This is what the tropics looks like this morning in Mid July. A very early, humongous Cape Verde Wave that looks hot to trot is departing Africa as I type this..
If this was another year or later in the year I'd go "oh my goodness" or some other phrase that is not acceptable on my blog (unless I'm in a really bad mood maybe...) as that is the type of wave that hurricanes are made of...........
Note the words in the fine print: "There are no active storms in this basin"
Yes, true and as Mike says "nothing is cooking" but the ingredients are on the table. The chef is missing in action and Mama doesn't want to start the grill without him...so she's home eating sushi while he is off fishing. But...steaks are in the freezer and fresh ears of corn are waiting to be cooked... but we aren't there yet.
Some mets will say any of the following reasons:
a) too much dust
b) water temperatures are too cold
c) El Nino will be here ANY minute
d) projections were for a slow season
e) all of the above
f) none of the above
g) some of the above but it's complicated...
Yes Virginia it's G!
Some who go deeper and do not repeat the press releases for the Atlantic Hurricane Season of 2014 will point out that there is a big, huge high that is out there that has parked itself like a big broken Winnebago looking for someone to take it to the shop to be fixed so it can head out west before the hurricane season really gets going.
I mean if it was a smile it would be grinning from ear to ear from The OBX to the Azores.
It's just sitting there grinning...
Shear is pretty strong.
The problem with this set up is that IF something were to form it would follow under the High..
If Bertha was a Cape Verde Storm (low odds) she would go west under the high...
She'd do that little tango dip move that the CV Waves do and head west..and turn somewhere..
Those highs are living breathing things.. they expand, inhale, pulse out... expand..
Loop a model and you will see:
Any model as they all show the same thing...
See the big high on the GFS...
All the models are variations on the same theme...
Maybe we could name the huge high Bertha???
Okay seriously here the point of today's blog post is to show you how difficult it is to get lift off in the tropics this year. And, may I add normally (without any hype) we do not see hurricanes form until the last week in July and early in August. The ditty goes "Remember September" for a reason. The problem is some years are unique and when you average out all of the "weather" from this year and that you get an average. That is climo... all added up over history...
This is the image above I call "Big Momma" not because I think Bertha is a red head, but because it's the first thought I had when I saw it and I'm a huge Tennessee Williams fan..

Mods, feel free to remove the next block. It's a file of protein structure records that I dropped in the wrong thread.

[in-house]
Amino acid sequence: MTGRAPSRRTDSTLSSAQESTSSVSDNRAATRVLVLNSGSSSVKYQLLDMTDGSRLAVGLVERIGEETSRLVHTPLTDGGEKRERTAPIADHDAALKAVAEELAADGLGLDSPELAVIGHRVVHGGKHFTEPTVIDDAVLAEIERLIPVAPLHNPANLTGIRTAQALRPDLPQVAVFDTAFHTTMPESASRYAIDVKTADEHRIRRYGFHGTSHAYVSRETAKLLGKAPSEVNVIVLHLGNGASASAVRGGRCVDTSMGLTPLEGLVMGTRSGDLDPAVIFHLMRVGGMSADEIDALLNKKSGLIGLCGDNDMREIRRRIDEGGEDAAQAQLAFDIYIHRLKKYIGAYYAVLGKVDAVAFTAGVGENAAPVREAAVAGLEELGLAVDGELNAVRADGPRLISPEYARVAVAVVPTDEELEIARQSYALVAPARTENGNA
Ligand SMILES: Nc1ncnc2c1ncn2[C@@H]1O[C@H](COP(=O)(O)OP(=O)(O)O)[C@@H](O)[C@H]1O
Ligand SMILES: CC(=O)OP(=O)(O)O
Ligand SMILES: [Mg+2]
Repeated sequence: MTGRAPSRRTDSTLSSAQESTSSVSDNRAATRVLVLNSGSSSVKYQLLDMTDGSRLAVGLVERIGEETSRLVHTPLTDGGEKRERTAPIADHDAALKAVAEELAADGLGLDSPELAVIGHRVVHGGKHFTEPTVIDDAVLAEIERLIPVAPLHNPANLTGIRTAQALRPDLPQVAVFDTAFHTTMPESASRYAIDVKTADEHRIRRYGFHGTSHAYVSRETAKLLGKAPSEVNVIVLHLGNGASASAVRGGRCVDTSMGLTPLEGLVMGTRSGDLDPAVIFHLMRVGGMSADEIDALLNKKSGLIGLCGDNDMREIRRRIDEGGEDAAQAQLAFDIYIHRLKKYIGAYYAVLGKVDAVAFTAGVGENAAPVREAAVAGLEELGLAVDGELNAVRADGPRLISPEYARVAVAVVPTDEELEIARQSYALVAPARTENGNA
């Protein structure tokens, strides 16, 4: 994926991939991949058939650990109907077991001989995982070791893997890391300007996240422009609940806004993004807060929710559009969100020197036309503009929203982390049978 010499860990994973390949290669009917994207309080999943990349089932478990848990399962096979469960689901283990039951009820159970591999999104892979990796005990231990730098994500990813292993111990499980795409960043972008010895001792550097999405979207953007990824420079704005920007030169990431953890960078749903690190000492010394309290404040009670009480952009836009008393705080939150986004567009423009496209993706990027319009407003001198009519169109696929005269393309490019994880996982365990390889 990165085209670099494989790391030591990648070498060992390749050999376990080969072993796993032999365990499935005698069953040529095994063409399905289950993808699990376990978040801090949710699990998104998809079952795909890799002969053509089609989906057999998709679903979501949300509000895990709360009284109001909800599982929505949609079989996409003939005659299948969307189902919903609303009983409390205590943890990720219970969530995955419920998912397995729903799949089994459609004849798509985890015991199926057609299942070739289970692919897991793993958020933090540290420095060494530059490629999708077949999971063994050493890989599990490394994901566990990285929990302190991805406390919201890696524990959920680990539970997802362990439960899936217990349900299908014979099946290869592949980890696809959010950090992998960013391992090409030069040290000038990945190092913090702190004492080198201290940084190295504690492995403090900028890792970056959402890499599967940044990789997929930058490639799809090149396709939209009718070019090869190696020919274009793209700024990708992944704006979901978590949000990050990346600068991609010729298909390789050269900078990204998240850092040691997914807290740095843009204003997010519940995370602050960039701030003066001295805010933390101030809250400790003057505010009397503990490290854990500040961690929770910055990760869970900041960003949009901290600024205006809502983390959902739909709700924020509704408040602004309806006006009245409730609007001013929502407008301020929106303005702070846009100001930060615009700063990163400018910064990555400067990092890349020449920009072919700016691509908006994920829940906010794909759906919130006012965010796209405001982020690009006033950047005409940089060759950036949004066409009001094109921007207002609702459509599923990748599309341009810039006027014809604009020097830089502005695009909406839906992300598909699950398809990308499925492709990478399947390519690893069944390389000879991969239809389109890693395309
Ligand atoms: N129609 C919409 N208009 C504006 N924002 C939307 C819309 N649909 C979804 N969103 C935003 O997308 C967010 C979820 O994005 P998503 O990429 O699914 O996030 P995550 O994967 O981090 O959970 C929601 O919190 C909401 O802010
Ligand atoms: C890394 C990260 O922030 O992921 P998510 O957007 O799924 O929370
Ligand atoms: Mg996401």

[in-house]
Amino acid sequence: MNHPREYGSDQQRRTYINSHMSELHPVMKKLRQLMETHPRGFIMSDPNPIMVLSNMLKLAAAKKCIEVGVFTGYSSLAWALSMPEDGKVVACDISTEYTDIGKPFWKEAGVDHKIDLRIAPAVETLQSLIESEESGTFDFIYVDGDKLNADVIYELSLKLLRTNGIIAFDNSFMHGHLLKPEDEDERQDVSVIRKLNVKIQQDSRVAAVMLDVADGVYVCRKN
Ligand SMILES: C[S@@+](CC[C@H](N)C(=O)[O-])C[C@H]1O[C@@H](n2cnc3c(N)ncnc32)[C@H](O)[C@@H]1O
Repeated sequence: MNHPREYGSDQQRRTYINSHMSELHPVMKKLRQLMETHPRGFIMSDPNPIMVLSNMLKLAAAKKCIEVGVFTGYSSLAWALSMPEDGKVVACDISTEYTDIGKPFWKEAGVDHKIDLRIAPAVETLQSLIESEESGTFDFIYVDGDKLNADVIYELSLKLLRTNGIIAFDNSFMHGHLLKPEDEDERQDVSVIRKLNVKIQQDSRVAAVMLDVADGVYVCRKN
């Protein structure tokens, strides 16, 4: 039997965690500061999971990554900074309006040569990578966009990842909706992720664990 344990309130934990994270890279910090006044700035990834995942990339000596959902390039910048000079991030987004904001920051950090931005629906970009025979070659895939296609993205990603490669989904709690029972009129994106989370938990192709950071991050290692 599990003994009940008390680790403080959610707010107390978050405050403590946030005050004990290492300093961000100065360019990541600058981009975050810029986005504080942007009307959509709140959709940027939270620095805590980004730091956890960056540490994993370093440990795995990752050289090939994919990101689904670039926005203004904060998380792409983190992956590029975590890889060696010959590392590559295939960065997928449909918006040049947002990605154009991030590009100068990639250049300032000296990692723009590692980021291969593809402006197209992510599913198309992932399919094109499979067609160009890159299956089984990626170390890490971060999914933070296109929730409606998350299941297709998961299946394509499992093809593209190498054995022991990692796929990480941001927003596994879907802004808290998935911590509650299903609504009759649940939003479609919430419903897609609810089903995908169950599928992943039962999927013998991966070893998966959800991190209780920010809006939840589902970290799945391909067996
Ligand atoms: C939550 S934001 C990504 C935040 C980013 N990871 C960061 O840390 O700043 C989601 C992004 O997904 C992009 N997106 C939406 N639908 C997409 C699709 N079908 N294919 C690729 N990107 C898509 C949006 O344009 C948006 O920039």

You can check out all the models, loops and information on Mike's Spaghetti Models site..
See address in web browser??? I did that on purpose ;)
The 48 Hour Tropical Cyclone Formation Probability Product shows the following areas as worth watching:
It's shows a large area off the coast (to the W of the Huge High)
and oh my goodness what is that off the coast of Africa??? A Cape Verde Wave??
Let's go closer and be a weather stalker...
Note the little man at the top must live in Charleston as he is leaning over and trying to get a good peek!
Then there is the area off the coast of Africa that is shall I say a bit low...
Preferably they should be higher up near the beach at Dakar but whose going to argue with the ghost of Hurricane Donna departing the coast of Africa?? Really just an illusion... great wave, sign of possibilities down the road. Think of it as a starlet not ready for prime time. It got enough mention by the models to get TWC to show it on air and to mention that the "Cape Verde Season" is around the corner. I mentioned it yesterday and before that without having the models verify what I knew and was obvious.
Just because the ingredients are there and the waves are rolling does not mean we will have Hurricane Bertha any time soon.
Hurricane Bertha, wherever she is and she may be a mild Tropical Storm barely there just off the coast, will show up when she sees the weakness.
It's like jumping rope.. you have to know how you can't just swing that rope around and jump..
Oh wait.. my bad that's for an intense work out at home alone..
Let's go with a double dutch style game..
Okay...seriously does that look easy? Yes, as the Z girl said you have to take little steps but getting a hurricane going is like getting the timing perfect between the ropes going around and when to jump in or it isn't pretty trust me.
It's all a matter of timing. It's a matter of having the right conditions.
1. Warm water..
2. Moist air...
3. Low shear so that the thunderstorms can go UPPP HIGH into the sky (are you reading this or rewatching that first video???) and then expand outward and get going
4.The Huge High cannot be breathing down it's back so much that it can't think...or breathe...
5. Needs model support to get any attention from the NHC, TWC and you over there watching the girl jump rope..
So... does this wave have any model support?
Yes and no... signs of things to come...
So enjoy the really cool temps if you live in Carolina, Georgia or parts of Florida and know that there is another shot of cool air behind it. Know we are really into early August in some ways more than what you see on the Calendar. Think of it like a beautiful aging model... Late July is the New August :)
And, why don't we have any hurricanes named Heidi? I think, given her June 1st birthday, we should add Heidi to the list. Don't you?
For now... Bertha is out there somewhere having such a problem forming...
"Ran into a rainstorm
Ducked into a bar door
It was all night pouring, pouring rain
But not a drop on me"
Besos Bobbi Storm :)
Ps.. Perhaps Bertha should check in the mirror and see what she is doing wrong...